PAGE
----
Melinda Schneider (left) in Canada was one of the authors of the letter. Photo: private
The letter was written to accompany a citizen's proposal sent to the Danish government last Wednesday, which has so far received nearly 2,500 signatures.
Dear Government of Denmark,
It is with heavy hearts that we write to you now regarding the newly announced policy made on Friday, May 29th, 2020 regarding the border reopening plan. We are writing this letter on behalf of our peers, all of us in the joint Facebook group entitled “Kærester Adskilt af Grænselukningen Under Coronavirus”, and on behalf of all those who have yet to find us. We write because we are unable, despite our fundamental needs as human beings, to be with those who we love, which we need now more than ever as we are in a time of crisis and global uncertainty.
We share the joint mission and dream of being reunited with our loved ones inside the Danish border. We almost felt that dream come true last week, on May 20th, 2020, when the Prime Minister, Mette Frederiksen, announced that the borders were opening to romantic partners outside of Denmark. However, that feeling of relief after what has been a gut-wrenching time full of heartache and uncertainty was quickly taken away the next morning when the clarification made its way into the news: this decision only applied to those who live in Germany or the Nordic countries.
While we understand the seriousness of the public health threat that the coronavirus causes, we are unable to understand what scientific, and health-based evidence has caused the government to make this decision. We are having difficulty understanding what makes us different, in terms of infection pressure, from the spouses, life partners, and children who come from the same countries as us. We are a small group, only a few hundred, who are in connection to Denmark. We are lovers separated all over the world, and we are being denied our basic human rights to be with those who we love in the free world. Our love knows no boundaries.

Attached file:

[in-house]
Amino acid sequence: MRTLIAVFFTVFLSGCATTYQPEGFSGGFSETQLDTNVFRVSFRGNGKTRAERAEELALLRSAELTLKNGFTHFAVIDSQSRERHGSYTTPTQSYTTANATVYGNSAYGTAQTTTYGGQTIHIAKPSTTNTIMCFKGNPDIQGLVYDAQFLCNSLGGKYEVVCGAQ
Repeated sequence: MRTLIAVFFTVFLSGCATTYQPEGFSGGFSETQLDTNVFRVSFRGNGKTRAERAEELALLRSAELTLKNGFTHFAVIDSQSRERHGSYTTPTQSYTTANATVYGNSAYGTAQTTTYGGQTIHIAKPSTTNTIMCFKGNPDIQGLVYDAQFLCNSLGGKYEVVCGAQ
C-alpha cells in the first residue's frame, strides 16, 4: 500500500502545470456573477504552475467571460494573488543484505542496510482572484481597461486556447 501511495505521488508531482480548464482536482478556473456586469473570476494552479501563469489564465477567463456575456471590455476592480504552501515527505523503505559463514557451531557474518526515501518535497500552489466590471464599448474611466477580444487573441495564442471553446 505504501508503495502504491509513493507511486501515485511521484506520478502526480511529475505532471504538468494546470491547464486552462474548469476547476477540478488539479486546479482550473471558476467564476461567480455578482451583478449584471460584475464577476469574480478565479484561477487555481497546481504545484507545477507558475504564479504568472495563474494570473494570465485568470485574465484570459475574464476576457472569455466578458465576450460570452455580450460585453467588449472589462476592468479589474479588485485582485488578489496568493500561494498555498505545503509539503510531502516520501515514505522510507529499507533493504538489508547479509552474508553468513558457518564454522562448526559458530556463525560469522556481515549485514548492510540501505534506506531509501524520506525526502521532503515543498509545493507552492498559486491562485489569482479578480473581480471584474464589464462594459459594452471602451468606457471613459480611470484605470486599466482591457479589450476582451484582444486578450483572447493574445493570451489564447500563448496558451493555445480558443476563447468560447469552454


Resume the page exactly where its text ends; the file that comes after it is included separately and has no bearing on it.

We are willing to get tested upon arrival and/or quarantine ourselves for 14 days if that is what it takes. The risk is not higher than accepting thousands of tourists from Germany, Norway, and Iceland. We are those with loved ones in Denmark, whose families have been ripped apart due to the lack of a marriage license, with both unborn children, and children who are missing a parent; we are those who have plans to make Denmark our home. We are those who are unable to feel the comfort of the physical embrace of our loved ones, in the time where comfort is more important than ever. All of this is our reality – and it is our reality with no end in sight. However, you have the power to change this.
It is our utmost hope that you will take into consideration the consequences of forcing couples apart, simply on the basis that they do not come from the “right” country. It is important for the mental health of all international couples involving Danish residents, not just those from Germany and the Nordic countries, to be able to see those we love. Long-distance relationships are not easy by nature, and the uncertainty of the restrictions has been unbearable for the last few months. We hope you will consider easing the border restrictions for our group, or at the very least ease our uncertainty by giving us a definitive date on when we may be reunited. We will say it again, one last time to ensure that you are aware of what it is that we are fighting for: “love knows no boundaries.”
Thank you for your time and consideration,
The Members of Kærester Adskilt af Grænselukningen Under Coronavirus